Here's a quick monitor of Washington farm and trade policy issues from DTN's well-placed observer.
Rep. Peterson Puts Support Behind Davis to Head Ag Panel
House Ag Committee Chairman Collin Peterson, D-Minn., defeated in his bid for another term in office, has thrown his support behind Rep. David Scott, D-Ga., to be the next leader of the panel.
Noting he firmly believes in the seniority system for choosing the leaders of committees, Peterson said in a letter to Davis, “You have remained a permanent member of the Ag Committee since coming to Congress, where you have worked tirelessly to protect our nutrition program safety net, fought for our 1890 Institutions, and other HBCUs, ensuring opportunities and assistance for minority students who want to get involved in agriculture-related fields, and make sure that there is an adequate safety net for our specialty crop, commodity crop and livestock producers.”
While noting that the two “haven't always agreed on every issue,” Peterson said they have been able to work together “to find a path forward on those issues over the years.”
Peterson said he followed Rep. Kika de la Garza, D-Texas, the first Hispanic panel leader and “it will be another important milestone to have the first African-American Chair.”
Rep. Jim Costa, D-Calif., is also seeking support of Democratic members of the panel to become the Chair.
RFS, SRE Decisions Still Pending
EPA's initial proposed levels for the Renewable Volume Obligations (RVOs) under the Renewable Fuel Standard (RFS) landed at the Office of Management and Budget (OMB) in mid-May and they are still showing as being under review.
EPA Administrator Andrew Wheeler had signaled the proposed levels were being revised in the wake of the COVID-19 situation. That discussion is still ongoing, Wheeler told AgriTalk November 2.
“The problem is trying to figure out what the markets are going to do,” Wheeler said, including what the Department of Energy projects on driving miles. EPA and DOE are looking at this year's data, he noted, pointing out that with COVID it is difficult to determine where levels should be as the agency wants to set “realistic numbers,” Wheeler said, noting most of the focus is on advanced biofuel levels. “That's an active conversation between us and the Department of Energy, but we're looking at all government data, trying to figure out what the right numbers are.”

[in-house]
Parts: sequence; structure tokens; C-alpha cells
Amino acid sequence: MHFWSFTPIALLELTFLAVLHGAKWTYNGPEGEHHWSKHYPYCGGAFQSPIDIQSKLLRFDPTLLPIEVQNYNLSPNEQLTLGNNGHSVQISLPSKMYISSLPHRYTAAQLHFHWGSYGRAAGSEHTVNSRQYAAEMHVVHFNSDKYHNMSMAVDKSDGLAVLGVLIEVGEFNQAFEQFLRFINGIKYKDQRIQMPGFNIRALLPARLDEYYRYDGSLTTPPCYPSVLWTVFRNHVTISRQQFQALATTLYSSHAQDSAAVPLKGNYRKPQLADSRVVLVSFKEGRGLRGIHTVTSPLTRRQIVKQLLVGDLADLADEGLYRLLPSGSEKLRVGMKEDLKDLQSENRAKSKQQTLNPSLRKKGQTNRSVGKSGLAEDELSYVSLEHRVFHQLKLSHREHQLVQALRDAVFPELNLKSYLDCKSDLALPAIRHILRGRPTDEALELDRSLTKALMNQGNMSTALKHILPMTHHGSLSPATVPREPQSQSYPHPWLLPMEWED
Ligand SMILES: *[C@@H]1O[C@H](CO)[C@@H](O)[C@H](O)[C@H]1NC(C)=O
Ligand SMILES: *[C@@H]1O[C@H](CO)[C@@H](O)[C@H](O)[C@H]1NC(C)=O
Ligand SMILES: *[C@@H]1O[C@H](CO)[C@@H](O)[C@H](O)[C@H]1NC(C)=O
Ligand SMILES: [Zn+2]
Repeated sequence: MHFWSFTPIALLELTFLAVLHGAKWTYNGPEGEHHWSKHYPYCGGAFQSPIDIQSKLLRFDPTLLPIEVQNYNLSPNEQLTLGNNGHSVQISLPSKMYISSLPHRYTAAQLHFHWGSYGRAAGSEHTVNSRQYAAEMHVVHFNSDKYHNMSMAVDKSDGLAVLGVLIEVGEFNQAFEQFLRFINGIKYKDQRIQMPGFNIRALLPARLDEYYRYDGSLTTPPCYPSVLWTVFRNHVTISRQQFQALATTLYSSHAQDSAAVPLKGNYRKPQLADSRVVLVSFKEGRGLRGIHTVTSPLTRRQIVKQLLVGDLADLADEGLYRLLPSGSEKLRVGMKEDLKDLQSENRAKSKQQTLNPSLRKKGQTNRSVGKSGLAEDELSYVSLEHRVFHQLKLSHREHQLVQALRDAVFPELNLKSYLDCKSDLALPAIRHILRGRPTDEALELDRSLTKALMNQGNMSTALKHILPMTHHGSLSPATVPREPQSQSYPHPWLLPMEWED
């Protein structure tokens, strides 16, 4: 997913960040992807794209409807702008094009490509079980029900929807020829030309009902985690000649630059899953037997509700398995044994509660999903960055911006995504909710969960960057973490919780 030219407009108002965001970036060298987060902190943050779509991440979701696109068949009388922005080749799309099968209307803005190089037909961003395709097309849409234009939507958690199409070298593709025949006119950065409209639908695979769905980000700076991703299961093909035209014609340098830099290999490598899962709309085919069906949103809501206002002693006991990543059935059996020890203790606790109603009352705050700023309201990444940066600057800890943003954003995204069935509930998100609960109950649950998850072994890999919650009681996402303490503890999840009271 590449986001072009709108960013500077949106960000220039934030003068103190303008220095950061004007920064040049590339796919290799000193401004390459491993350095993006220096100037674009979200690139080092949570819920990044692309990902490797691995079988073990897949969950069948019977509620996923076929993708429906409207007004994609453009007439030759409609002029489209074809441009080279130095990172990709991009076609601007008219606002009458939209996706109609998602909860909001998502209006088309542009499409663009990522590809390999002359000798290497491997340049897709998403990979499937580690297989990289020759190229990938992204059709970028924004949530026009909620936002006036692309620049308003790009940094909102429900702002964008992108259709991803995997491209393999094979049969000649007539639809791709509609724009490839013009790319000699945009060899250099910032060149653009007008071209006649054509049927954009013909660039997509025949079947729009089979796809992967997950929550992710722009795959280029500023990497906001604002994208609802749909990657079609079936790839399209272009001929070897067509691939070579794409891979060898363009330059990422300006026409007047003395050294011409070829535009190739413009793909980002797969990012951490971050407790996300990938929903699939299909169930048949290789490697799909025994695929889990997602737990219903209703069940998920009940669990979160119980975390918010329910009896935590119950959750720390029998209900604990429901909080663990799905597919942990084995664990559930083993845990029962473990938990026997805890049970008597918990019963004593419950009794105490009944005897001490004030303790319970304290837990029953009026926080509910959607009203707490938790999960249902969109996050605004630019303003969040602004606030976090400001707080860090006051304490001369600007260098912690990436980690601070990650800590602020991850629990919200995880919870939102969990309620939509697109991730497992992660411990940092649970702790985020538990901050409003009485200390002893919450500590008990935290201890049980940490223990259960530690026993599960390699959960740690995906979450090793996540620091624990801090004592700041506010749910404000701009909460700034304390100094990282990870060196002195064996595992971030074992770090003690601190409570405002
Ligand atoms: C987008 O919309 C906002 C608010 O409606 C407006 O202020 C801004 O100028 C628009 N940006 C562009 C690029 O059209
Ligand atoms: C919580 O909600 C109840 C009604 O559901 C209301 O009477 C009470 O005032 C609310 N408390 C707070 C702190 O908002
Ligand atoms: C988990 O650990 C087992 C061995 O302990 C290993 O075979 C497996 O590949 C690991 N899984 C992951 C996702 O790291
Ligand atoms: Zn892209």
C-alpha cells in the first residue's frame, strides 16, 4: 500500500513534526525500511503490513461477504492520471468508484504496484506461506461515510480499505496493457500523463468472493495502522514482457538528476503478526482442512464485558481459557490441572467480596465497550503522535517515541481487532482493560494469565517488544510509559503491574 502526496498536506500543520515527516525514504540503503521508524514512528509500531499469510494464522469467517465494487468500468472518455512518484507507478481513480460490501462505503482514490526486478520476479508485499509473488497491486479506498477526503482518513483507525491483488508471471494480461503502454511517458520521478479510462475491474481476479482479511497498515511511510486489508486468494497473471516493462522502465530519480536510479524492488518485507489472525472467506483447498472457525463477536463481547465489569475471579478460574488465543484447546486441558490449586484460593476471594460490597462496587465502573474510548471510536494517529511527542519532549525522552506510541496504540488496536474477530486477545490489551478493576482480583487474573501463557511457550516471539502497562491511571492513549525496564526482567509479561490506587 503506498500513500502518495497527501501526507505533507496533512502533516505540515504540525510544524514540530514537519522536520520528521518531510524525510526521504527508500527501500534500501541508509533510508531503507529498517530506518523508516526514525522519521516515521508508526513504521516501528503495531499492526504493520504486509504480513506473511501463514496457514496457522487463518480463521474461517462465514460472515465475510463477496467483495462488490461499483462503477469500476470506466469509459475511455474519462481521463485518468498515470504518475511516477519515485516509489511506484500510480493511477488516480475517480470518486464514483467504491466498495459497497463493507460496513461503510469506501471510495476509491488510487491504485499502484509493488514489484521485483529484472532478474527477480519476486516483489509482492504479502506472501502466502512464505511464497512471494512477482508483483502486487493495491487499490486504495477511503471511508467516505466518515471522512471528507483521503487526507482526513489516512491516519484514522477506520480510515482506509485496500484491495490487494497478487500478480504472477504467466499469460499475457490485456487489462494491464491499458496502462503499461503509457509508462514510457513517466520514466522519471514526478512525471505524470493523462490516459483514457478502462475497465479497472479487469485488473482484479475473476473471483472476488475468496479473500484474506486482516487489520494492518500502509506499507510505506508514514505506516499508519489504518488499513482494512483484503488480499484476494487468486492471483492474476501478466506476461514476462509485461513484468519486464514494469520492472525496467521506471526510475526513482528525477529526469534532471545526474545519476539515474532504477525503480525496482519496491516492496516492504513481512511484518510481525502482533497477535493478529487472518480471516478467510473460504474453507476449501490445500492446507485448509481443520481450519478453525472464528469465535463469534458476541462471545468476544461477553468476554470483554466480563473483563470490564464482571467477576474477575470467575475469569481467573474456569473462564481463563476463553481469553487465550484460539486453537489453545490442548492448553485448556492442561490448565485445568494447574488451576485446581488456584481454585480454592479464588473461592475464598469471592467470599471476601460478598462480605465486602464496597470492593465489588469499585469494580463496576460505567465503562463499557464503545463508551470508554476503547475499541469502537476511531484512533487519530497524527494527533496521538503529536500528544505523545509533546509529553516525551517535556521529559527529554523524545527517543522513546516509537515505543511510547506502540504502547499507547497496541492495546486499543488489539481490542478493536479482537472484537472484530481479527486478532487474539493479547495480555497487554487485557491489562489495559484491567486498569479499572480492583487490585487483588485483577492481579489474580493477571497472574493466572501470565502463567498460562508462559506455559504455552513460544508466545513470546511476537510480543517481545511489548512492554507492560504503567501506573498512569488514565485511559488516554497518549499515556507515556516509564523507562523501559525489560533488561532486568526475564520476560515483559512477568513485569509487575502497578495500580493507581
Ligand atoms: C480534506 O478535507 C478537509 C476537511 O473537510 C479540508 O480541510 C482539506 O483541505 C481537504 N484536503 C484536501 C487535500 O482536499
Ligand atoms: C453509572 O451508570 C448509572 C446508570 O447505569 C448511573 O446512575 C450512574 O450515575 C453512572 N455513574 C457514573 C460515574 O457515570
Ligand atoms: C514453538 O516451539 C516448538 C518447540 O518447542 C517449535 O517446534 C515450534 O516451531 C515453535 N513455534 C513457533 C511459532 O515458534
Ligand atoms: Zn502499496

He largely deflected a question on the situation for 2022, the last year covered by the current RFS authority, stating, “We're trying to make sure we get the 2021 [RFS levels] set in time.” But Wheeler pointed out relative to 2022 that they have not really started working on that yet but did note that actions by California to go with all-electric vehicles are issues that have to be considered ahead.
The reference to getting the 2021 RFS levels set in time is relative to the statutory deadline of finalizing the levels by November 30. That has been a focal point by the administration of meeting that deadline in past years.
As for the small refinery exemptions (SREs) that have been a hot-button issue, Wheeler signaled DOE has not yet sent back their recommendations on the 17 remaining gap-year requests and EPA cannot make decisions on those. Plus, the Supreme Court has been asked to assess the 10th Circuit Court decision and Wheeler signaled he did not want to make decisions only to have the court order a different decision.
The New York Times – and others – are reporting this week that the European Union said Monday that it would begin imposing sweeping tariffs on around $4 billion worth of American aircraft, food, drinks and other products beginning Tuesday. The action was authorized by the World Trade Organization last month in retaliation for “years of illegal subsidies given to Boeing.”
The decision, which stems from a 16-year-old dispute, comes after the U.S. administration last year decided to impose tariffs on as much as $7.5 billion in European exports annually in retaliation for illegal subsidies given to the European airplane maker Airbus, Boeing's main rival.
European officials, however, say they are hoping for a settlement between the two countries that would end to the tit-for-tat tariffs once and for all, perhaps even before President Donald Trump leaves office on Jan. 20 to make way for president-elect Joe Biden, according to a European Union official.
The European tariffs include a 15 percent tax on large civilian aircraft and 25 percent on products including chocolate, frozen orange juice, tomato ketchup, rum and vodka, video game consoles and exercise equipment. Last year, the United States imposed tariffs on European planes, wine, cheese and other items.
It remains to be seen if the European tariffs will encourage the United States to negotiate — or if they further inflame a trans-Atlantic trade spat where the Trump administration has vowed not to bend. Last month, Trump threatened retaliation if the European Union went ahead with its levies.